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Letter to the Editor: A Response to Prof. Deek’s interview in the Independent (Extended Version)

Letter to the Editor: A Response to Prof. Deek’s interview in the Independent (Extended Version)

President of UCD warns of pressure on teens to succeed - Independent, 16 Feb 2020


Prof. Deeks was wrong to suggest that lower-income families statistically have better outcomes than students from affluent backgrounds who perform similarly at school. The closest data available to us which compares actual weighted earnings and predicted earnings by deprivation group, the HEA report form October 2019 (A Spacial & Socio-Economic Profile of Higher Education Institutions in Ireland) disproves this notion. Action is necessary to diversify access routes away from the CAO system and to improve the SUSI grant system - not allusions that the system is creating some form of ultimate equality of outcome, that are unfounded in any research or data currently available. 


Prof. Deeks chairs the University Management Team which recently decided to raise the rents on campus by 12% over 3 years. UCD on campus accommodation already costs twice the national average. Prof. Deeks is making the decision to lock students out of education who cannot afford these outrageous prices. UCD will already take €23,000,000 from the pockets of students and their families this year to stay in campus accommodation that the University owns. Is this not enough? 


Prof Deeks’ reflections on the impeachment of former SU President, Katie Ascough, were inaccurate, and patronising toward UCD students and Ms. Ascough herself. The impeachment was due to a breach of the SU Constitution and decided via a democratic vote - this cannot be considered ‘brutal’. Additionally, stating that Katie’s assertions about her experience on campus were linked to her being ‘quite sensitive’ is incredibly patronising to the former President.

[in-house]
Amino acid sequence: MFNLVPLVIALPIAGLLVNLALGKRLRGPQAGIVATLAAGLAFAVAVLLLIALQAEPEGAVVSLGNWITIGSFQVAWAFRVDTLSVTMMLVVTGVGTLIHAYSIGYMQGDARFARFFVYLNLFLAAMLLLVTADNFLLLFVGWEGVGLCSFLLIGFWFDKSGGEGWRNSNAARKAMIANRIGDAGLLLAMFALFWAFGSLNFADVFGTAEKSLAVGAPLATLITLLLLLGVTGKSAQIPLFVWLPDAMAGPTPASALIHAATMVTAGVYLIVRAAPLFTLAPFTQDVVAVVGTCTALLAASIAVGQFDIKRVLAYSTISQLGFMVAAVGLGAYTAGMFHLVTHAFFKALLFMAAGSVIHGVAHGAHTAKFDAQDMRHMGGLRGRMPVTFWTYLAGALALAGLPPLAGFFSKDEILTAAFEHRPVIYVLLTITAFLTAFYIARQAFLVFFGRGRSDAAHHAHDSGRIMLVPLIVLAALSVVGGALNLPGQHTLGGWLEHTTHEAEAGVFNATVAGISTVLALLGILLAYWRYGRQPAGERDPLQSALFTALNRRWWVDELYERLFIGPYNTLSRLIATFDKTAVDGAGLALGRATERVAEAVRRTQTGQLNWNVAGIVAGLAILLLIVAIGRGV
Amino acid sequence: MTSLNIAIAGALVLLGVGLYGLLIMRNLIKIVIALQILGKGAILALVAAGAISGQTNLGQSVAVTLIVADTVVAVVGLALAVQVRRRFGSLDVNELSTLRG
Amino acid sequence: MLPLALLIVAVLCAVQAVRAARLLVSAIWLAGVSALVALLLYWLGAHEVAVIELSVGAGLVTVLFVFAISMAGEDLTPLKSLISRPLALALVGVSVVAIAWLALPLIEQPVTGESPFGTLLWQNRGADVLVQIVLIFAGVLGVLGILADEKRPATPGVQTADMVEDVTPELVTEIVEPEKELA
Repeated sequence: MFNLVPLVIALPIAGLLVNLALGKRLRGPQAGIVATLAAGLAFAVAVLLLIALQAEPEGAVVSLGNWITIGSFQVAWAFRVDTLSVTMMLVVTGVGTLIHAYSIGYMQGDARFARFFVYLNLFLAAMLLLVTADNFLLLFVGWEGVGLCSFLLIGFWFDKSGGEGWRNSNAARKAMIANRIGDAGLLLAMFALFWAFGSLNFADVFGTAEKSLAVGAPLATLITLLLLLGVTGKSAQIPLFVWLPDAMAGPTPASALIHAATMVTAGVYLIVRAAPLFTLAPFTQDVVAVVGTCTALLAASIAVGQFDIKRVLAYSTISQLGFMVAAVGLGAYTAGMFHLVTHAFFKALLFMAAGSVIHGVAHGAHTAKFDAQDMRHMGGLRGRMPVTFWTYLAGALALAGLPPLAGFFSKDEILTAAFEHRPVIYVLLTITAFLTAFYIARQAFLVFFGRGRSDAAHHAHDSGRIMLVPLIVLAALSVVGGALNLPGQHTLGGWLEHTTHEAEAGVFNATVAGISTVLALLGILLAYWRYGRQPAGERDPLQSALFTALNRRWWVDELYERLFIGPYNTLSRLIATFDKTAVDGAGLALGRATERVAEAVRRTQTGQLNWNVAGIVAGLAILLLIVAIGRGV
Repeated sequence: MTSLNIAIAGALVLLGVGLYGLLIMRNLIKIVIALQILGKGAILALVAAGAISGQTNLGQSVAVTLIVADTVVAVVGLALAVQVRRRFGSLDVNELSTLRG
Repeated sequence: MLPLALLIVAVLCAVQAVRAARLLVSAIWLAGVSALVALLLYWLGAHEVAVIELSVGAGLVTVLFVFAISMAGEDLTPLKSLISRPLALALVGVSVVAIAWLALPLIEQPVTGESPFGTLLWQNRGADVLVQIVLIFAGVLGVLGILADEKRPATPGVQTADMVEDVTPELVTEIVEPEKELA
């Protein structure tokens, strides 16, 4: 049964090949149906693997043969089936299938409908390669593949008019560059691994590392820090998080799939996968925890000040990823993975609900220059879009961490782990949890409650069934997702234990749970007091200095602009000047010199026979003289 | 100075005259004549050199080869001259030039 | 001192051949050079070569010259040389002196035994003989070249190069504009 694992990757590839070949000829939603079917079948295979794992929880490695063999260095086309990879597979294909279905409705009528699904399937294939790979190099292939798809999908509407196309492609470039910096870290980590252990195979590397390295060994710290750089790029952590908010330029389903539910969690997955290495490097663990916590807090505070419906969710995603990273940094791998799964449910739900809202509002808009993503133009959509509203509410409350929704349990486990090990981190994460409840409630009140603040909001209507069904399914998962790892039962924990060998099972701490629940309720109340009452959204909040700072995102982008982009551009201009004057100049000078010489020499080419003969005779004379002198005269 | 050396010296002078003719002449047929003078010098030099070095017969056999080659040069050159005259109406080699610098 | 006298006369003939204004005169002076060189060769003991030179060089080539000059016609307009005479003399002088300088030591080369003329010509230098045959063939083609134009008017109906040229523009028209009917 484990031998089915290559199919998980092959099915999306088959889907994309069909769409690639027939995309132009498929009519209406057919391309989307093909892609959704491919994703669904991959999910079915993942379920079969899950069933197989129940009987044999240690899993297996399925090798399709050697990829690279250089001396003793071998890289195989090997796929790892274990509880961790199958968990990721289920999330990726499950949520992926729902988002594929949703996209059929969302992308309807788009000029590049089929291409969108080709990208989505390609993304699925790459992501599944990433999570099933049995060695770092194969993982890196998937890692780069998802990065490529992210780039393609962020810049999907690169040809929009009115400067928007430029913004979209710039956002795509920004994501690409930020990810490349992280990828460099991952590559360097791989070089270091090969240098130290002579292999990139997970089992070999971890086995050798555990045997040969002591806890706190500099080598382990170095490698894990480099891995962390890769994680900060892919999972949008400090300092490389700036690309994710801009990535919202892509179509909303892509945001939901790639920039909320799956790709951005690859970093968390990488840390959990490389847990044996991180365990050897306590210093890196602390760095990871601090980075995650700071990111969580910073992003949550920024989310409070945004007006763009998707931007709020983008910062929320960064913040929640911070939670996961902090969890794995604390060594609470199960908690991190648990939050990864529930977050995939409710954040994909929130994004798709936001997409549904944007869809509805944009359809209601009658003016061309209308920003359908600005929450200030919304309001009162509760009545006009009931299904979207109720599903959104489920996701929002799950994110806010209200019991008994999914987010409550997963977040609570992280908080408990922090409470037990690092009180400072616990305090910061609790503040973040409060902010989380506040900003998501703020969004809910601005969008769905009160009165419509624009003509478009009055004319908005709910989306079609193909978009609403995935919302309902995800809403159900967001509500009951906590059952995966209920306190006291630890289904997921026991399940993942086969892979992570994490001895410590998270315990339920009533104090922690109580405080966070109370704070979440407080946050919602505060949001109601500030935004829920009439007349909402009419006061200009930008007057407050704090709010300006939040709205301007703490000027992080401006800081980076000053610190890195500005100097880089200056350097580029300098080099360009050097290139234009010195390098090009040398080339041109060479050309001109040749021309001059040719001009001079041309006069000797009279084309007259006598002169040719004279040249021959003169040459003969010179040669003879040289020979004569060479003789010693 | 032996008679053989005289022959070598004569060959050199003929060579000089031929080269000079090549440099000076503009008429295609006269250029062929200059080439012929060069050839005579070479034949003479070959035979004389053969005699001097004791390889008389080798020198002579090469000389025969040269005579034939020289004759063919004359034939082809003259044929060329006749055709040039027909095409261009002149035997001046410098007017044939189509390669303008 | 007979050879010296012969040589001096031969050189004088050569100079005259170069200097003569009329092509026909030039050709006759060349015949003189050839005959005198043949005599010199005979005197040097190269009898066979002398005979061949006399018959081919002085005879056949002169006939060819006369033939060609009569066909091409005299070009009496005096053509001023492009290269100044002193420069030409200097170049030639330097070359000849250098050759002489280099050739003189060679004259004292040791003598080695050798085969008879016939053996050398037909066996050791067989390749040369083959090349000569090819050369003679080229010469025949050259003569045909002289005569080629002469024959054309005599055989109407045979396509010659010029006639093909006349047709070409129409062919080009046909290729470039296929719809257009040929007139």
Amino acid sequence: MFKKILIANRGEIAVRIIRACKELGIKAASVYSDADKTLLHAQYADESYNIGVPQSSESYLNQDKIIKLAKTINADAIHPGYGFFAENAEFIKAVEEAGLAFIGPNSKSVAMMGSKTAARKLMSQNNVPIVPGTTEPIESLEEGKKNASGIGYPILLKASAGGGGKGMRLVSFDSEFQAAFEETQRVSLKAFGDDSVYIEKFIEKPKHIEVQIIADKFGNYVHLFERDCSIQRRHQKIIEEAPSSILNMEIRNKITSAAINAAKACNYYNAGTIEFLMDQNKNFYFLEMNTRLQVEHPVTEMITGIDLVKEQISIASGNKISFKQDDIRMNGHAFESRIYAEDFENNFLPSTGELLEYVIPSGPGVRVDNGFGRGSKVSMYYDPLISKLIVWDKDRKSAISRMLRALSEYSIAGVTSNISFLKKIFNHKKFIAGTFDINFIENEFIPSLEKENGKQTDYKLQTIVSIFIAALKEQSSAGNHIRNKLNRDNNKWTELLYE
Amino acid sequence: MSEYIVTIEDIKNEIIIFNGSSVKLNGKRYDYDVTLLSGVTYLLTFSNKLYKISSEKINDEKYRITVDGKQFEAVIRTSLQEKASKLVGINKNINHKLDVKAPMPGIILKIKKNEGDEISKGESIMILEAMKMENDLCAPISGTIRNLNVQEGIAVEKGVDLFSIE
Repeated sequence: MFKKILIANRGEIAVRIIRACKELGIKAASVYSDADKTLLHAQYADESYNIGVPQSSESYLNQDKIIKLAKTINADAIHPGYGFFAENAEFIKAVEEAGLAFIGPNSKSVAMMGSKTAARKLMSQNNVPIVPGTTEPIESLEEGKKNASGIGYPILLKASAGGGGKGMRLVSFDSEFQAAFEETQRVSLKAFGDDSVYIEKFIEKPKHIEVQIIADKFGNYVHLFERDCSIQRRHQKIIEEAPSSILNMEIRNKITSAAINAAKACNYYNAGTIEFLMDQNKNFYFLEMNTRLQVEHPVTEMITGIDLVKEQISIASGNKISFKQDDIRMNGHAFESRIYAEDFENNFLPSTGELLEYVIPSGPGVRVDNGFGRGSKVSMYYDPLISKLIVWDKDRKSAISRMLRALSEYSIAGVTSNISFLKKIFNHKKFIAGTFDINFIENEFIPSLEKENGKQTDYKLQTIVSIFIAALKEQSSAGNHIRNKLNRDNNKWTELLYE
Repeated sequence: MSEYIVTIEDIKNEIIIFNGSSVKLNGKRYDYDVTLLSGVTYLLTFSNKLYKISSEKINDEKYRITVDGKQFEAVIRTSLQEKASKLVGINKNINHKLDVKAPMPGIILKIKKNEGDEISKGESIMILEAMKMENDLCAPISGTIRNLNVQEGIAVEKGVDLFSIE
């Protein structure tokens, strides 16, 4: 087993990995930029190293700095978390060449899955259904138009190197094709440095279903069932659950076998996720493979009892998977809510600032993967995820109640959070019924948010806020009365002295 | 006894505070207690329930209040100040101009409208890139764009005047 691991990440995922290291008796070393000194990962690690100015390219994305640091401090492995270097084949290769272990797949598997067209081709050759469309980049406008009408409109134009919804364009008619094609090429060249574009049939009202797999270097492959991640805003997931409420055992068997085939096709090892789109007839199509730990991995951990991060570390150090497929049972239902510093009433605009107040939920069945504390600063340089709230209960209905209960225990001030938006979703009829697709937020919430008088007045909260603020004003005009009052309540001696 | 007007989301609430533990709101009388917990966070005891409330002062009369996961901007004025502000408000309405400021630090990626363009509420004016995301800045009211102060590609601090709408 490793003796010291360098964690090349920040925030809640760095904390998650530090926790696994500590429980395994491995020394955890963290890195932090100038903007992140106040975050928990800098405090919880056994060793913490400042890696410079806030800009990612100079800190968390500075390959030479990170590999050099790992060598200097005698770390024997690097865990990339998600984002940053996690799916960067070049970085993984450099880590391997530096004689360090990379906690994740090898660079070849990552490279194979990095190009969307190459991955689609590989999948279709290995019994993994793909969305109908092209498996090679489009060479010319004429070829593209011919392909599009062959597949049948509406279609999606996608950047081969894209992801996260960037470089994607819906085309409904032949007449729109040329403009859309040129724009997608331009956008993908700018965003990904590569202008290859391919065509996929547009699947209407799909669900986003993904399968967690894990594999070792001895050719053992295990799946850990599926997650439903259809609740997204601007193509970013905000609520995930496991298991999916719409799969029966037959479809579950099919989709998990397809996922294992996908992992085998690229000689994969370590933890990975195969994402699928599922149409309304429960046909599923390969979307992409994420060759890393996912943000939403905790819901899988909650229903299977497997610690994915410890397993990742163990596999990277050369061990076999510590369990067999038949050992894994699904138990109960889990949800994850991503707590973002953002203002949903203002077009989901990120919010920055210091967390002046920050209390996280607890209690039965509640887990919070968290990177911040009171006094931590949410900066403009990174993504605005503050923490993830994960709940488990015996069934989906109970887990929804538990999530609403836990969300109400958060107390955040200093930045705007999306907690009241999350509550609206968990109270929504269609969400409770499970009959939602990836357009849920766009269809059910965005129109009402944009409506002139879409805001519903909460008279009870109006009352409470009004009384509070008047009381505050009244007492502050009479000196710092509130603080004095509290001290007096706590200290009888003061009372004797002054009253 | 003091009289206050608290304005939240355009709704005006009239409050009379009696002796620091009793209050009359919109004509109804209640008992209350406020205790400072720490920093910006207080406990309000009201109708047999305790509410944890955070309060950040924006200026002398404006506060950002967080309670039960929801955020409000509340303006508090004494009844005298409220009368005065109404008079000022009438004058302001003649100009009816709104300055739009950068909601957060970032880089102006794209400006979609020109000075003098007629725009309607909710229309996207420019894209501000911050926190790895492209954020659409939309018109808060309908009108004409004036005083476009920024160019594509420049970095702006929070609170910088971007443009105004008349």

I can assure you that Prof. Deeks is not seen as ‘progressive by staff and students’. He makes decisions that benefit UCD succeeding as a business - at the cost of students and their families. This has not been popular with staff or students. The ‘Learning to Succeed’, A Climate Survey of the Irish Higher Education Sector 2019, published by Prospectus BH Associates last November, found that 43% of respondents (higher education staff) disagreed that the management capability within Irish institutions is appropriate to the standards required to meet the current management challenges and responsibilities facing higher education.The report noted a ‘lack of commitment to hearing the student voice and fostering a sense of partnership with students’.


Finally, regarding Prof Deeks’ comment regarding health services on campus for students who struggle with stress and anxiety, I’d like to draw his attention to the fact that in Ireland at the moment, the number of counsellors per student in Ireland is one for every 2,600 students, which ranks incredibly low in comparison with the recommended ratio agreed by the International Association of Counselling Services (IACS), which is one for every 1,000 to 1,500 students. This ratio is also not met on our campus. If Prof. Deeks has concerns regarding support services on campus and how students cope with stress on campus, we would urge him to review the resources spent on the Health and Counselling service on campus and to increase them. Also, based on figures released by the Union of Students in Ireland last term, students' mental health is primarily negatively affected by pressures associated with financial distress and precarious housing situations. These figures were highlighted for the University Management Team by myself back in October 2019, soon after the USI report was published. Therefore, I'd like to reiterate for the president that if he is concerned with student welfare, we would also welcome greater support to tackle spiralling costs of living and accommodation in Dublin for our students. In short, reduce on campus rent, immediately. 



Joanna Siewierska

President


UCD Students’ Union

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